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Remembered Today:

Martin Feledziak

Marcin FELEDZIAK 1897 - Infanterie Regiment 171- Meuse- Argonne 1918

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Martin Feledziak

Well done to the local community for keeping this cemetery in wonderful order.

I have now made two visits and although these soldiers were buried in a remote area they are still respected.

My poppy was placed in May 2015 and has turned white with exposure to the elements.

 

 

Servon.JPG

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Martin Feledziak

Today I found the birth certificate for my Grandfather Martin FELEDZIAK. 

The internet continues to provide history for us researchers.

We just have to keep looking.

 

http://szukajwarchiwach.pl/11/705/0/1/85/str/1/14/15/hDUNApP4vpQ5URHeKTcWdg/#tabSkany

Edited by Martin Feledziak

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AliceF

Fantastic! That's a great find!

How did you manage - I mean to find it in the Polish archives?

 

Christine

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Martin Feledziak

Greeting Christine,

 

There is a very good search engine and the documents are growing all the time. Grandfathers record was digitized last week.

This is the link to the search engine I use.

 

http://www.basia.famula.pl

 

I know the records are German old script but I am not able to work out which language the handwriting is.

I can see he was from Wrotkow, His Mother  a Catholic, Fransika FELEDZIAK born KLEPACKA  but I do not understand the two words after Wrotkow on the ZU line.

 

 

Wrotkow.jpg

 

Martin

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AliceF

Something like this?:

 

"wohnhaft zu Wrotkow

katholischer Religion, und zeigte an, daß von der

Franziska Feledziak geborenen

Klepacka, seiner Ehefrau

katholischer Religion

wohnhaft bei ihm

 

zu Wrotkow in seiner Wohnung

am vierzehnten Oktober des Jahres

tausend achthundert neunzig und sieben [1897?] vormittags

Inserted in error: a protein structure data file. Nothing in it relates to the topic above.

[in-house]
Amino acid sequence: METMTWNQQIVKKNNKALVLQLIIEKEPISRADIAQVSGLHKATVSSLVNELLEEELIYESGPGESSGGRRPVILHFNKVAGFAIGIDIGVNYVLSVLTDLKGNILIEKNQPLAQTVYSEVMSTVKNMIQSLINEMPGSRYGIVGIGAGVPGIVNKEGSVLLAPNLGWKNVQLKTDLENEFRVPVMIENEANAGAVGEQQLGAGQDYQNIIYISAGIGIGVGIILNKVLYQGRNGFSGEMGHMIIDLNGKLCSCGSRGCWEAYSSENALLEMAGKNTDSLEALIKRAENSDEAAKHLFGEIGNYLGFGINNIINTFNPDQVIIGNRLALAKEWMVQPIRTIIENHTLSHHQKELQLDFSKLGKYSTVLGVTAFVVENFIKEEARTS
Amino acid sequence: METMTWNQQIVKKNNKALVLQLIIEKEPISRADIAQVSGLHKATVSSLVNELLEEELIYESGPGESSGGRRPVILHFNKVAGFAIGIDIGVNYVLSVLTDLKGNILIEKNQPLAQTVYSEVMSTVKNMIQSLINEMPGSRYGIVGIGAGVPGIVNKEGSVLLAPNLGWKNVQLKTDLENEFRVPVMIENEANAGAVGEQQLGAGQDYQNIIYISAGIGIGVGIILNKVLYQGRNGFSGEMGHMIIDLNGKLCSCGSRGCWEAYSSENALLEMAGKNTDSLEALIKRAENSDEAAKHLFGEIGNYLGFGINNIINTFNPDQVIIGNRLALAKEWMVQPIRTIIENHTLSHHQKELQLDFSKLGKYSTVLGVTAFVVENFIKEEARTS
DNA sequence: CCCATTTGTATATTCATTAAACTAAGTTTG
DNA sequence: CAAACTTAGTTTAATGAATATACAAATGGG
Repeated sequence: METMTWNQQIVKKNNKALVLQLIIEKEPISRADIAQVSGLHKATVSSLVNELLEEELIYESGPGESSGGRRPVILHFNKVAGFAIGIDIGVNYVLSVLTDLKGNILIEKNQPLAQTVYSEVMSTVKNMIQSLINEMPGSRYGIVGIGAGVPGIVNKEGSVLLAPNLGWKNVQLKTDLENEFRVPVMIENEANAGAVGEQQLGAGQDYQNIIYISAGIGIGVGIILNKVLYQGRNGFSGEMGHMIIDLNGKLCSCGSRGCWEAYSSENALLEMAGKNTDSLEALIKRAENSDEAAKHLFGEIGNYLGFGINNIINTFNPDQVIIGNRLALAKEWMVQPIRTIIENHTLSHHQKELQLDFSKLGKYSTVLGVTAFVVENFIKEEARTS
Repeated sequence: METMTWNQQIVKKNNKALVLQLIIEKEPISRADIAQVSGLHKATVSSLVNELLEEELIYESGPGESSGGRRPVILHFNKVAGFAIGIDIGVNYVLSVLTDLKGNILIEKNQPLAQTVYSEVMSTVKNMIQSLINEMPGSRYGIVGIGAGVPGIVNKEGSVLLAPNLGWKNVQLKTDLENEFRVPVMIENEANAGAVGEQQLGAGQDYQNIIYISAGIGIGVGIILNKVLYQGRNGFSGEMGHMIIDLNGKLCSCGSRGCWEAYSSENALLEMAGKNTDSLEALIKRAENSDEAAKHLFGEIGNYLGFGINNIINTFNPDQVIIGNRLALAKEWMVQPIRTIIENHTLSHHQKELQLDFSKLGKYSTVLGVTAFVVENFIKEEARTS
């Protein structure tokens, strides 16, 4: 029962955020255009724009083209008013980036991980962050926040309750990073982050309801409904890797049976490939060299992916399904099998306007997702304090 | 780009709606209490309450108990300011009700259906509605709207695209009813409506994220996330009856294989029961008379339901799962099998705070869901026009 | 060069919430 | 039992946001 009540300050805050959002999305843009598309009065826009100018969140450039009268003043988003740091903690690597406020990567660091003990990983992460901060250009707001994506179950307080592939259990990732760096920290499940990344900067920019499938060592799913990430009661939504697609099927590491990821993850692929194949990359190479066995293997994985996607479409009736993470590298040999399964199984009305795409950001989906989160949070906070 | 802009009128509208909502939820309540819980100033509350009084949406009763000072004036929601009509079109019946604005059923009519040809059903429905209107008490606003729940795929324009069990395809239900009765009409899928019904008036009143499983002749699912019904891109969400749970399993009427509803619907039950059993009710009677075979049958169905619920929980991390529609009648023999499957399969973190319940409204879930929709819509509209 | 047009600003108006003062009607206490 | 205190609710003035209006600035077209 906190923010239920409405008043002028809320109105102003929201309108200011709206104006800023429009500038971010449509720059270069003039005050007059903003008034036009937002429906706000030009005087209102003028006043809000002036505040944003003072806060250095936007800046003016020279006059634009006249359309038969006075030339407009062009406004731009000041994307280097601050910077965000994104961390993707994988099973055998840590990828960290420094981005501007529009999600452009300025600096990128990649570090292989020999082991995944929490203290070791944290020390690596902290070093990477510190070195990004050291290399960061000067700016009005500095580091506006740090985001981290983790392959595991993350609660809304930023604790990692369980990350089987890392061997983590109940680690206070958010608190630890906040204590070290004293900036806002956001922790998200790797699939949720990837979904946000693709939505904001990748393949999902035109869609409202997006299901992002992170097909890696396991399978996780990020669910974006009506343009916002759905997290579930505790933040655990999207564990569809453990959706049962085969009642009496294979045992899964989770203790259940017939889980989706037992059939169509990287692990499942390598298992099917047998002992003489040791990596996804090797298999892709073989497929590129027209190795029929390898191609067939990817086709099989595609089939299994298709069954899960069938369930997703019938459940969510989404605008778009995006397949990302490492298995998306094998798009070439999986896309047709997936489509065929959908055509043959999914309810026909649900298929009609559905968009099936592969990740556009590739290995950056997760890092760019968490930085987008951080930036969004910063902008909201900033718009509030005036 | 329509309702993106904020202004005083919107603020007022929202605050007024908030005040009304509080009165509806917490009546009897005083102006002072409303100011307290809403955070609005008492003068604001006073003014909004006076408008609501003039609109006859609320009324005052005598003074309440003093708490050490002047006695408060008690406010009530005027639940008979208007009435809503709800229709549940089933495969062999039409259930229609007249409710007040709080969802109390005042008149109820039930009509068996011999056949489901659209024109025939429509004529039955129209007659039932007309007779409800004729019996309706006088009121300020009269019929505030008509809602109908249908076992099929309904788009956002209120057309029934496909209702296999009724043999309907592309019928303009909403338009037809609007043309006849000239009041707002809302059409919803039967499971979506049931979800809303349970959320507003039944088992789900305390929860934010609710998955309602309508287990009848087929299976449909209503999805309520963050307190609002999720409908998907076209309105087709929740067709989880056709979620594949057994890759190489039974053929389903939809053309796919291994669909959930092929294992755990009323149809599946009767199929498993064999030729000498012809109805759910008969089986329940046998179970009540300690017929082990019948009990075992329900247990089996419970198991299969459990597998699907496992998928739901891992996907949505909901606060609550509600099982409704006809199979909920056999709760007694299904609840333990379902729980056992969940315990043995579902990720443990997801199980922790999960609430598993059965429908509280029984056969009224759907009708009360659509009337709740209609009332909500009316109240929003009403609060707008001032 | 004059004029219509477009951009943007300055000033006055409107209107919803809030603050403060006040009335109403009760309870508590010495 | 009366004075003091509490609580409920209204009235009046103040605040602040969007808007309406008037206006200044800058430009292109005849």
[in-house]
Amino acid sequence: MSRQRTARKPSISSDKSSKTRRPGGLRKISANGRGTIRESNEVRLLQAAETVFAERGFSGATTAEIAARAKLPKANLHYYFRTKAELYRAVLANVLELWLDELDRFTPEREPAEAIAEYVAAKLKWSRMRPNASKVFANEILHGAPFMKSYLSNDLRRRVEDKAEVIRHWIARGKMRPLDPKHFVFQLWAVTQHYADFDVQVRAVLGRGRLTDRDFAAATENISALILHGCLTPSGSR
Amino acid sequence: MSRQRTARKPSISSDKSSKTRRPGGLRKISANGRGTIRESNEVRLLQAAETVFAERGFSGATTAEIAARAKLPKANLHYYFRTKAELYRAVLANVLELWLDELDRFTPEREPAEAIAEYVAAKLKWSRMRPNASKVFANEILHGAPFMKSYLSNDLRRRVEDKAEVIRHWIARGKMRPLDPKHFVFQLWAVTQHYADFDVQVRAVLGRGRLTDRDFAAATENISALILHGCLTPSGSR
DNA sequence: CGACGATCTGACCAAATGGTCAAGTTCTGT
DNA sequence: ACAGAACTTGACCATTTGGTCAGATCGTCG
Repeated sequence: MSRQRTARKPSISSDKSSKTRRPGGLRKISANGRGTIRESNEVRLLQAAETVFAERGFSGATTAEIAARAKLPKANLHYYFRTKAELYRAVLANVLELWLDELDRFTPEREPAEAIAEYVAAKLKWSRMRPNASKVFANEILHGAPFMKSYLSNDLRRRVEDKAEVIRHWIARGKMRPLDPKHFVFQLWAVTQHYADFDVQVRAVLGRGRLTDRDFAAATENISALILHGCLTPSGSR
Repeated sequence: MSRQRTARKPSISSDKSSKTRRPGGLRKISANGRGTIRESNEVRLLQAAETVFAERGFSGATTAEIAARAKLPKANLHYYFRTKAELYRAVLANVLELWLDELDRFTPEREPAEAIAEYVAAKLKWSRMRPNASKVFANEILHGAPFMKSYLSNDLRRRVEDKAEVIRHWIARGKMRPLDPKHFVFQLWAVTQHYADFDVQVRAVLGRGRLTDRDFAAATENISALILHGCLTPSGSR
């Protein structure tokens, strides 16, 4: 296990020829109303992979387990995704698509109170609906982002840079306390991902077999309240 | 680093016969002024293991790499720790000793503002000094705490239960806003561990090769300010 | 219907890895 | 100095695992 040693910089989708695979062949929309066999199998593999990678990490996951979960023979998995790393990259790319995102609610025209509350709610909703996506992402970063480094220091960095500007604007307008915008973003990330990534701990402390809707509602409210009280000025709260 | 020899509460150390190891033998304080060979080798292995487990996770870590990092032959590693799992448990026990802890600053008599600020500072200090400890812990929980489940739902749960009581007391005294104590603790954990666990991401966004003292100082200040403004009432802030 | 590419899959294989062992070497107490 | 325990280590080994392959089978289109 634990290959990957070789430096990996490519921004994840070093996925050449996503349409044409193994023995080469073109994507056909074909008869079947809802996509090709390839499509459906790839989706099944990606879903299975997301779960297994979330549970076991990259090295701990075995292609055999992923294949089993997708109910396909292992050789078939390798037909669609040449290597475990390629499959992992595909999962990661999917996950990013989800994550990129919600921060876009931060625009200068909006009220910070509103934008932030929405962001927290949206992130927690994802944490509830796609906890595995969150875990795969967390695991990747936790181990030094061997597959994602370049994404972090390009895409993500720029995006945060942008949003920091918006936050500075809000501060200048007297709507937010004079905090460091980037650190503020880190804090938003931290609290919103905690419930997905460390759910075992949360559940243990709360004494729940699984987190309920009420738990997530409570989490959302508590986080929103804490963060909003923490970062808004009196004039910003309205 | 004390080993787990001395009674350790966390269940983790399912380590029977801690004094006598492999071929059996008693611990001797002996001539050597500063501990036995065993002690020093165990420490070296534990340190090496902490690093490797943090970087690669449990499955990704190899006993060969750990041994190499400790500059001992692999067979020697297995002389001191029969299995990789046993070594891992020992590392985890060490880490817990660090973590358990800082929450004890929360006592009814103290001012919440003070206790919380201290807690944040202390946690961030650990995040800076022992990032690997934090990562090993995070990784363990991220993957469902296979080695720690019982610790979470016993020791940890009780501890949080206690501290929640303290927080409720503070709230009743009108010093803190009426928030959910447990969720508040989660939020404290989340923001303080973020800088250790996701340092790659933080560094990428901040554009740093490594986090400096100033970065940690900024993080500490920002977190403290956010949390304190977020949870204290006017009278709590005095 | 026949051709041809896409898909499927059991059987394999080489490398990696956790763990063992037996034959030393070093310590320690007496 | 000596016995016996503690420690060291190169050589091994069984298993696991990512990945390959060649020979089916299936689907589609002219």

um zwei Uhr ein Kind männlichen

Geschlechts geboren worden sei , welches den Vornamen

Martin

 

Hope this helps, you can try google translate or I can translate tomorrow.

Basically it states that the child was born in the flat/house/household were the father and the mother lived.

2am 14.10.1897 - if I got it right.

 

Christine

 

 

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Martin Feledziak

Thanks Christine

 

Residing at Wrotkow Catholic religion, and indicated that from the Franziska Feledzia nee Klepacka, his wife Catholic religion Residing with him.

 

 

To Wrotkov in his apartment On the fourteenth of October Thousand eight hundred ninety and seven 1897.  Mornings At two o'clock a child male Sex,

which had the first name Martin "

 

That is great.

Martin

Edited by Martin Feledziak

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SiegeGunner

Martin, here's a template for the standard form of birth certificate:

 

Certificate No ....

 

[Place and date]

 

There appeared today before the undersigned Registrar

[name of father], [occupation], of [address], [religion], who identified himself by means of

[form of identification, or ‘known in person’] and declared that his wife, [name and maiden name], [religion], of the same address, had been delivered of a [male/female] child at his residence in [place] at [time, day, month, year] and that the child had been given the forename(s) [name(s)].

 

Read, approved and signed:  [signature of father]

 

The Registrar: [name and signature]

 

The conformity of this extract with the Principal Register is hereby certified.

 

[Place and date]

 

The Registrar:  [name and signature]